Sling TV CEO Roger Lynch’s sudden announcement yesterday that he will leave the live streaming service next month to become CEO and president of Pandora Media caught most industry observers by surprise.
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After all, why would Lynch leave now when the Dish-owned Sling finally seems to have some momentum after some early bumps in the road? Analysts have estimated that Sling’s subscriptions are somewhere between 1.5 million and 2 million, which would put it far ahead of its live streaming rivals such as DIRECTV Now, PlayStation Vue and Hulu Live.
So, did Lynch decide to seek safe harbor at Pandora now because he knows the seas at Dish are about to get a bit unsettled?
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Dish, which has lost nearly one million satellite subscribers in the last four years (total number includes Sling TV’s gains), has been rumored to be seeking a merger partner. Company CEO Charlie Ergen has openly lamented that it’s becoming increasingly difficult to compete against better-funded pay TV companies such as AT&T’s DIRECTV and Comcast.
Of course, as the nation’s second largest satellite TV service, Dish is almost always the subject of merger rumors. But this time is different with subscriber losses escalating with no bottom in sight.
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Perhaps Lynch knows that Dish is about to join forces with another company, which could leave his job at Sling TV uncertain at best. The new management team might want to put one of its own over the live streaming service.
It wouldn’t be the first time that a high-profile executive bolted a company shortly before his position was about to be eliminated or made less important.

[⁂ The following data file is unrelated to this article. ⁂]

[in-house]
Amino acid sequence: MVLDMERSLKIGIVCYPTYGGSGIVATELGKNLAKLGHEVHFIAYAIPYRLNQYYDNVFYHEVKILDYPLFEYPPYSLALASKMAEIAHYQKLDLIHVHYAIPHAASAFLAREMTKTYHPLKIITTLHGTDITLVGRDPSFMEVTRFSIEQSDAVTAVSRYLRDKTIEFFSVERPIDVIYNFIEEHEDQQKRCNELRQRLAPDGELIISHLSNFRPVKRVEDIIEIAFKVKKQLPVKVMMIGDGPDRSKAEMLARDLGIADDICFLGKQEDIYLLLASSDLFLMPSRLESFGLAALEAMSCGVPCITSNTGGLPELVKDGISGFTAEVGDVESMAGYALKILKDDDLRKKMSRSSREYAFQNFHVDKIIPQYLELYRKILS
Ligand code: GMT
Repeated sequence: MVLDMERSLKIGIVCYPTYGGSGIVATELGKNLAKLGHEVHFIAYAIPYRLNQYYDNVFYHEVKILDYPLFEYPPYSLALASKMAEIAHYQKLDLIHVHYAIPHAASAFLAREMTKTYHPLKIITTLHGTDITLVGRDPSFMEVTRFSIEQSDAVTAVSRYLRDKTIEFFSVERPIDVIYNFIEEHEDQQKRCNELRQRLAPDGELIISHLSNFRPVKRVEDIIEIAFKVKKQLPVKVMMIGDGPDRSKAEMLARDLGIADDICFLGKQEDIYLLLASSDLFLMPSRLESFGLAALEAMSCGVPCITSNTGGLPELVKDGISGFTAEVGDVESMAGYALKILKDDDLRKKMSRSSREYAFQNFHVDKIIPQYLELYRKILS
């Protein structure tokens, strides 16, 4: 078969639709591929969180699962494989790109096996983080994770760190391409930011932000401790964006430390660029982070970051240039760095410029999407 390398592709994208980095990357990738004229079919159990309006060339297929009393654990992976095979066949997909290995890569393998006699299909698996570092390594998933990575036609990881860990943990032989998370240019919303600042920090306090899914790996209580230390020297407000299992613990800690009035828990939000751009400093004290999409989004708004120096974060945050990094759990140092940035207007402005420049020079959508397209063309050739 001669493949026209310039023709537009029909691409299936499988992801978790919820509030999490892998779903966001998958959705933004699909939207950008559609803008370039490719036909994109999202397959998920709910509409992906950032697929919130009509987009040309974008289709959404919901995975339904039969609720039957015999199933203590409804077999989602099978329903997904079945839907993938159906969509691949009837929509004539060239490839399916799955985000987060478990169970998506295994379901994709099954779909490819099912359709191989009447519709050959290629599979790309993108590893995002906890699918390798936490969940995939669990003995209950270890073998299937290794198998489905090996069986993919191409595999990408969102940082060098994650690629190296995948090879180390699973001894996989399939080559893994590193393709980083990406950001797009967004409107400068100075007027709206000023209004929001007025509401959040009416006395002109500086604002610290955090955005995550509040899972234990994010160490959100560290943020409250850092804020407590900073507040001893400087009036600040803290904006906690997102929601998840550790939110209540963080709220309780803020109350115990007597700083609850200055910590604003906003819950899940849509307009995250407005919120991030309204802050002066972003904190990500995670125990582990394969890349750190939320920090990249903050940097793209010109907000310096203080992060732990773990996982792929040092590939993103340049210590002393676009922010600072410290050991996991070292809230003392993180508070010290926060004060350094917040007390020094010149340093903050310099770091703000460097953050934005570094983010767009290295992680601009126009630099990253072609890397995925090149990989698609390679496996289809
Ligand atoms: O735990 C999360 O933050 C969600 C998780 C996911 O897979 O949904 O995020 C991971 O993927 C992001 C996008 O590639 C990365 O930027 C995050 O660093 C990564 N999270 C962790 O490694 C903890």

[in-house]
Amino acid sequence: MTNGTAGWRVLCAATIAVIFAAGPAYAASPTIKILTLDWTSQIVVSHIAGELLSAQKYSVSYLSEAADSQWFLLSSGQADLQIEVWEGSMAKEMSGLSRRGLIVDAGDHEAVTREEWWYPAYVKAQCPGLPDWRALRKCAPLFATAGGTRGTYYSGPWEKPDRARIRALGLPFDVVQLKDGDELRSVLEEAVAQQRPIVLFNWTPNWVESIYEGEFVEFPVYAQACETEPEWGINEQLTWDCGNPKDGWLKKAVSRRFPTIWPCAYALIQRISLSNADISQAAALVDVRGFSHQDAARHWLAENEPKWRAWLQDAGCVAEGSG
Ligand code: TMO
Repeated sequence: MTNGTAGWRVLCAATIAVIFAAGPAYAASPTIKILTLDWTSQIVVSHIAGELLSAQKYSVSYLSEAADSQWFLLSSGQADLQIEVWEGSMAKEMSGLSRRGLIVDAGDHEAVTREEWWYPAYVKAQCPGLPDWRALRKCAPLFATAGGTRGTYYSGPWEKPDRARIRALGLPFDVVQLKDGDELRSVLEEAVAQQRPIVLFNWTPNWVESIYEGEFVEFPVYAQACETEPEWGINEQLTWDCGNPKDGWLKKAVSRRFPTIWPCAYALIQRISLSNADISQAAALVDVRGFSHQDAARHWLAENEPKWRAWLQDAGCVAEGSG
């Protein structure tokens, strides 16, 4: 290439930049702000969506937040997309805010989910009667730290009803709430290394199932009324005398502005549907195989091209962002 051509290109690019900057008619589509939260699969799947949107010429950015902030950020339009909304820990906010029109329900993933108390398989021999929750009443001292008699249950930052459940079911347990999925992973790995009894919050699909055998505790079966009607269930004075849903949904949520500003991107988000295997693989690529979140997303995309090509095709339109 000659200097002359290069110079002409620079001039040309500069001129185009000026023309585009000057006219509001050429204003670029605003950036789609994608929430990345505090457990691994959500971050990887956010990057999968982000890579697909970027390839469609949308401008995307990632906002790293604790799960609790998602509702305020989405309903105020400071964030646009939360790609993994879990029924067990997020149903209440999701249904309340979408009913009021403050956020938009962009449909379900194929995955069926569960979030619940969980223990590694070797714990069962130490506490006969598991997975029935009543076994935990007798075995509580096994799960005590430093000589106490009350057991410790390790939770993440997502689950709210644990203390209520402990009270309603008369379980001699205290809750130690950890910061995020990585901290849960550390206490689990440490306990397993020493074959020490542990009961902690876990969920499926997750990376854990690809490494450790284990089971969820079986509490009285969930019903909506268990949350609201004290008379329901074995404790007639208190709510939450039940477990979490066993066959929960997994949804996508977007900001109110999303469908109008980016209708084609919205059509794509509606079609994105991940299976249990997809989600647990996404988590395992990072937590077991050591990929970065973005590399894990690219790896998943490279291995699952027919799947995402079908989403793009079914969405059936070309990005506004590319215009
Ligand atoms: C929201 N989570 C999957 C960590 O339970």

Pouring fuel on this speculative fire is the fact that Dish said yesterday that Sling’s responsibilities would now fall under current Dish COO Erik Carlson. Rather than hire a new person dedicated solely to run Sling, the satcaster is merely shifting the streamer’s operations up a line on the corporate flowchart.
Considering that Dish has spent more than two years building Sling up from nothing to well over one million subscribers, that seems like an odd decision. You would think that Dish would want someone at the top who was as dedicated and focused as Lynch to run Sling., particularly as the live streaming category gets more competitive.
As Dish COO, with multiple responsibilities, Carlson can’t be that person.
But if Carlson is simply a placeholder who would be replaced as Sling’s chief if the company decides to merge, then it all makes sense.
Final note: There’s another scenario here. Dish could be preparing to sell Sling TV. It seems unlikely because Sling is actually adding subs while the satellite division is not. But you never know with Charlie Ergen.
Bottom line: We don’t know if Lynch’s exit is anything more than an ambitious executive seeking a better opportunity. (That also happens all the time.) But the timing of his departure certainly raises questions with Dish’s current and future plans in flux.
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— Phillip Swann
Pouting fuel on this speculative fire is the
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